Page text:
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OF THE INVENTION
In various embodiments, the present invention provides intranasal opioid compositions that have improved bioavailability when compared to intranasal prior art opioid compositions. In other embodiments, the present invention provides intranasal opioid compositions that improve patient compliance.
In one embodiment, the present invention provides a pharmaceutical composition for intranasal administration to a mammal; comprising: an effective amount of an opioid; a liquid nasal carrier for the opioid; and one or more sweeteners, flavoring agents, or masking agents or combinations thereof.
In another embodiment, the present invention provides a pharmaceutical composition having improved bioavailability for intranasal administration to a mammal; comprising: an effective amount of butorphanol; a preservative-free liquid nasal carrier.
In still another embodiment, the present invention provides a pharmaceutical composition having improved bioavailability for intranasal administration to a mammal; comprising: an effective amount of hydromorphone; a liquid nasal carrier having the essential absence of a preservative and the composition containing at least one sweetener, flavoring agent or masking agent.
In one preferred embodiment, the present invention provides a pharmaceutical composition for intranasal administration to a mammal; comprising: an effective amount of hydromorphone; a preservative-free liquid nasal carrier comprising sodium chloride, citric acid, water and at least one sweetener, flavoring agent or masking agent.
In still another preferred embodiment, the present invention provides a method of treating a mammal suffering from pain comprising intranasally administering to the mammal an effective amount of butorphanol or hydromorphone; a preservative-free liquid nasal carrier comprising sodium chloride, citric acid, water and at least one sweetener, flavoring agent or masking agent.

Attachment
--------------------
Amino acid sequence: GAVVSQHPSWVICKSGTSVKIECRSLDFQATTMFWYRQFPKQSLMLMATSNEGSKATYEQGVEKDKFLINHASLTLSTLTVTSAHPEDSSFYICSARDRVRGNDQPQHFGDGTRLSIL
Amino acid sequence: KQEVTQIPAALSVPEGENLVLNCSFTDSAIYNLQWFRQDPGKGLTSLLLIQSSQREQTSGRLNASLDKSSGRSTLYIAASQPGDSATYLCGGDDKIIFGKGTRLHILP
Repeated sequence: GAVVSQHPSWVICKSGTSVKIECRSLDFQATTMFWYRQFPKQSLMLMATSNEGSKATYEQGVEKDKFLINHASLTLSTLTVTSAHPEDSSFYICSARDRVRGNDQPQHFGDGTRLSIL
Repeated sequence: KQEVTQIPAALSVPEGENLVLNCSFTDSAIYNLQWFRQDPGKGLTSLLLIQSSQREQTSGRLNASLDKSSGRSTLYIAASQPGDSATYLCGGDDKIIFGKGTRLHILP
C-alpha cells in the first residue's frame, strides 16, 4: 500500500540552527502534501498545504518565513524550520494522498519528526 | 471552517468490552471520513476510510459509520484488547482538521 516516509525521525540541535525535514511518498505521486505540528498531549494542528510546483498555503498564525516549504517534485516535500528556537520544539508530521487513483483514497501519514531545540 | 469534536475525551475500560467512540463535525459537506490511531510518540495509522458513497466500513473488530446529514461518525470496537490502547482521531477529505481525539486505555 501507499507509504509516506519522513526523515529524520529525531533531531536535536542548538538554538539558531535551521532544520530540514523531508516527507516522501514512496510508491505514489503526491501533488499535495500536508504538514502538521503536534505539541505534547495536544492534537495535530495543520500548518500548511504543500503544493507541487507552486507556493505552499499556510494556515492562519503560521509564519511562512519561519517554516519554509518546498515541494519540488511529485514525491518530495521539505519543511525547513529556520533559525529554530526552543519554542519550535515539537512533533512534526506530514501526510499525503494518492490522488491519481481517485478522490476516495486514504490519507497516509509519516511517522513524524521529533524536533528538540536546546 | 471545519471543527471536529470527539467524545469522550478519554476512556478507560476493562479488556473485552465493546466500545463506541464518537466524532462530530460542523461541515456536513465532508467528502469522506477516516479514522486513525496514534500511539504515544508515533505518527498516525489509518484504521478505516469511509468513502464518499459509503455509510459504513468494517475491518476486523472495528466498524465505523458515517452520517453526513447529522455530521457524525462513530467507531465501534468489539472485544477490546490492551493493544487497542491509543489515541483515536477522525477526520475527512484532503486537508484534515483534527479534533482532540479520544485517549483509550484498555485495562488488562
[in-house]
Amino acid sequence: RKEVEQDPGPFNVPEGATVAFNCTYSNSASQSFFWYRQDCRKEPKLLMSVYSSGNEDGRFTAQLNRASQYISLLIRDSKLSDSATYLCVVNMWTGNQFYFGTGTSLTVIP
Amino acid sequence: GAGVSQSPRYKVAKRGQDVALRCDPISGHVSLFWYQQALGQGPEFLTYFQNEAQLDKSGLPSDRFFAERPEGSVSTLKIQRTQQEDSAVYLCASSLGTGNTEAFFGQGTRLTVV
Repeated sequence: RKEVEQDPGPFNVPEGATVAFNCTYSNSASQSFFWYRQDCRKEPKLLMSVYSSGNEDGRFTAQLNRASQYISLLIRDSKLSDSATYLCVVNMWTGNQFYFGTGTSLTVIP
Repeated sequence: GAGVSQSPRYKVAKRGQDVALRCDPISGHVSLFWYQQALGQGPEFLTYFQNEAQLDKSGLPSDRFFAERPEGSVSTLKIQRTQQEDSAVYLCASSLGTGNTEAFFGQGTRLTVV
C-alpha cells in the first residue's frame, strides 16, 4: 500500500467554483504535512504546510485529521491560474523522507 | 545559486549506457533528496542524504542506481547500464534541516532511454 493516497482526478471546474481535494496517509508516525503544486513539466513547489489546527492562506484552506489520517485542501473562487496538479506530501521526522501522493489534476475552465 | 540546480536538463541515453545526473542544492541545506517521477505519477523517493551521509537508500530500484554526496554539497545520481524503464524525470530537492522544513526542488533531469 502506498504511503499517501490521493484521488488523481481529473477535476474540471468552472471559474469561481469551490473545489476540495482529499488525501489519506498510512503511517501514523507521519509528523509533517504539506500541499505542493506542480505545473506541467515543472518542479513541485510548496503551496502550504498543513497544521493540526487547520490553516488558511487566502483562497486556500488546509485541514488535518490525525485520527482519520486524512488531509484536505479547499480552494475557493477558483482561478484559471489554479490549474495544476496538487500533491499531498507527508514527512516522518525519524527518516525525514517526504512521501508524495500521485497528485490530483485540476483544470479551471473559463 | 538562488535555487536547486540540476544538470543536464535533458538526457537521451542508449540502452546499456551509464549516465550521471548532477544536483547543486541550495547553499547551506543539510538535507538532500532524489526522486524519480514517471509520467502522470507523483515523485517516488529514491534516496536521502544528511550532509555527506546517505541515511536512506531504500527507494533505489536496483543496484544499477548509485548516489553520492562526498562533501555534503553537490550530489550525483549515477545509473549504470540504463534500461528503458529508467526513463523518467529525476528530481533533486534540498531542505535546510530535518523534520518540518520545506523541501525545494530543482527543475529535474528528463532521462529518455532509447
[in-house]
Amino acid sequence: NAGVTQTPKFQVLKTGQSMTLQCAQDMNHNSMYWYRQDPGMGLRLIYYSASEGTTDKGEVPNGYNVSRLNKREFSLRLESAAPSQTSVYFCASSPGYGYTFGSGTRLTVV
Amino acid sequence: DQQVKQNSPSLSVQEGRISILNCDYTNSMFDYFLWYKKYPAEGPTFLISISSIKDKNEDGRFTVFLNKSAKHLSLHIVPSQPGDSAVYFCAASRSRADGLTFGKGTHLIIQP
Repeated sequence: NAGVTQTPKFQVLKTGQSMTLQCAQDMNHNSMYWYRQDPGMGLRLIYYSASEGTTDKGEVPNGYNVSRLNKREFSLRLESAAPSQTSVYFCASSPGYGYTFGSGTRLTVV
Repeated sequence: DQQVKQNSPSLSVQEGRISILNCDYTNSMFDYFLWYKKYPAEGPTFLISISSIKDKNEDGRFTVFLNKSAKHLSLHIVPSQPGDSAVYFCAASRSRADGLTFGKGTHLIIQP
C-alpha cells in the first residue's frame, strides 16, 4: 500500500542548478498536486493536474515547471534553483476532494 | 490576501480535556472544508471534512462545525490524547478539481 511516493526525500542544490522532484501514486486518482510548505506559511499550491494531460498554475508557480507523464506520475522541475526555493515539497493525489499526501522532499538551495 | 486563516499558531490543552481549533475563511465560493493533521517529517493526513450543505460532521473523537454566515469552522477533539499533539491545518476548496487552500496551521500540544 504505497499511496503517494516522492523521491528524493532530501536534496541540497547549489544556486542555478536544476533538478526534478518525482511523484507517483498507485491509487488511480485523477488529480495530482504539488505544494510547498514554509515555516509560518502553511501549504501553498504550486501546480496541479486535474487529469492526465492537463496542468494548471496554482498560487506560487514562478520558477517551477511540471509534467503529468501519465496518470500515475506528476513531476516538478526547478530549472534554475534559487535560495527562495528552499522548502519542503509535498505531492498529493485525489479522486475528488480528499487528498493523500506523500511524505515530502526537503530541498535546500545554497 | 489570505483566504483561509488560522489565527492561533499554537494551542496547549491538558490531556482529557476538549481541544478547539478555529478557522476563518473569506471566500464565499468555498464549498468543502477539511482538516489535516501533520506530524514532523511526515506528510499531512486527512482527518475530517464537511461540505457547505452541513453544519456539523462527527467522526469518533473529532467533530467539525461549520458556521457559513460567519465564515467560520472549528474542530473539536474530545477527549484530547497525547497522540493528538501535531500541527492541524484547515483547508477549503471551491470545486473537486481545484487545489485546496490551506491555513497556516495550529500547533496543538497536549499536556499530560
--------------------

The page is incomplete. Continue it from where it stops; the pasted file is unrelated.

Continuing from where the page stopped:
For a better understanding of the present invention together with other and further advantages and embodiments, reference is made to the following description taken in conjunction with the examples, the scope of which is set forth in the appended claims.
BRIEF DESCRIPTION OF THE FIGURES
Preferred embodiments of the invention have been chosen for purposes of illustration and description, but are not intended in any way to restrict the scope of the invention. The preferred embodiments of certain aspects of the invention are shown in the accompanying figures, wherein:
FIG. 1 is a graphic representation of the concentration of butorphanol in blood plasma versus time after administration of the test formulation from a unit-dose spray device (Invention)) and the administration of the test formulation in a multi-dose spray device (Prior Art).
FIG. 2 is a graphic representation of the data of FIG. 1 over a longer time period.
FIG. 3 is a graphic representation of the concentration of hydromorphone in blood plasma versus time for IV, IM and intranasal (IN) doses (mean (n=9) Hydromorphone concentration versus time graphs following IV, IM, and IN doses of 2 mg Hydromorphone HCI (6 hrs after dose).
FIG. 4 is a graphic representation of the data of FIG. 3 over a longer period of time (mean (n=9) Hydromorphone concentration versus time graphs following IV, IM, and IN doses of 2 mg Hydromorphone HCI (16 hrs after dose).
FIG. 5 is a graphic representation of the concentration of hydromorphone in blood plasma versus time for a group of subjects (graph of Hydromorphone concentrations versus time following IN doses of 2 mg Hydromorphone HCI to 9 subjects).
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OF THE INVENTION
The invention will now be described in connection with preferred embodiments. These embodiments are presented to aid in an understanding of the present invention and are not intended to, and should not be construed to, limit the invention in any way. All alternatives, modifications and equivalents that may become obvious to those of ordinary skill on reading the disclosure are included within the spirit and scope of the present invention.
In accordance with one embodiment of the present invention, it has now been surprisingly found that intranasal pharmaceutical compositions can be made having improved bioavailability in terms of plasma opioid levels. These intranasal compositions contain an opioid; and a liquid nasal carrier for the opioid. For example, it has been unexpectedly discovered, among other things, that at least about 10 to about 20% higher plasma levels of butorphanol can be achieved by administering an intranasal formulation from a unit-dose spray device. Improved bioavailability includes increases in plasma or serum opioid concentration when compared to prior art opioid formulations. Preferred increases include, but are not limited to, increases of more than 5% to 40% in bioavailability of the opioid.
Opioids as herein include any substance naturally or synthetically derived from opium. Suitable opioids for use in the present invention include, but are not limited to, morphine, apomorphine, hydromorphone, oxymorphone, dihydromorphine, levorphanol, levallorphan, levophenacylmorphan, norlevorphanol, nalorphine, nalbuphine, buprenorphine, butorphanol, naloxone, naltrexone, nalmexone, oxilorphan, cyclorphan, ketobemidone, fentanyl, sufentanil, alfentanyl, or combinations thereof. The most preferred opioids for use in the present invention include butorphanol and/or hydromorphone.